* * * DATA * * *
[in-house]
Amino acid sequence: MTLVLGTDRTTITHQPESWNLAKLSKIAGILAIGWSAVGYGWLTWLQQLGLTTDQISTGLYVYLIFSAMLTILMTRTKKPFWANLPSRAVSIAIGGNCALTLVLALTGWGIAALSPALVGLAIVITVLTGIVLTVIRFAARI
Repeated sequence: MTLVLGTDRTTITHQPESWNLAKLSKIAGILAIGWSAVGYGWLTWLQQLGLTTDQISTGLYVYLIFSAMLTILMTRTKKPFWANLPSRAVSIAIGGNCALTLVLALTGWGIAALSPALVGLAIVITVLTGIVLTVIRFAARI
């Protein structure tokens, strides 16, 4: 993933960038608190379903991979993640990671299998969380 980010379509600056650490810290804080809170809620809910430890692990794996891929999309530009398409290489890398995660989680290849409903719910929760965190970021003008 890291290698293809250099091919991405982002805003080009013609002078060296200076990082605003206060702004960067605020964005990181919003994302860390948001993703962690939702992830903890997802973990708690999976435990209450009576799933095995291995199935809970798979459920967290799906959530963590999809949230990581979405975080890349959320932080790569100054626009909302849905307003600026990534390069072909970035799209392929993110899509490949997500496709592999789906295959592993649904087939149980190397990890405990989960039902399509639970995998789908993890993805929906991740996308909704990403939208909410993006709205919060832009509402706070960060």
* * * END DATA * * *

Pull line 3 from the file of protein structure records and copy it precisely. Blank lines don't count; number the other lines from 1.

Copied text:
Repeated sequence: MTLVLGTDRTTITHQPESWNLAKLSKIAGILAIGWSAVGYGWLTWLQQLGLTTDQISTGLYVYLIFSAMLTILMTRTKKPFWANLPSRAVSIAIGGNCALTLVLALTGWGIAALSPALVGLAIVITVLTGIVLTVIRFAARI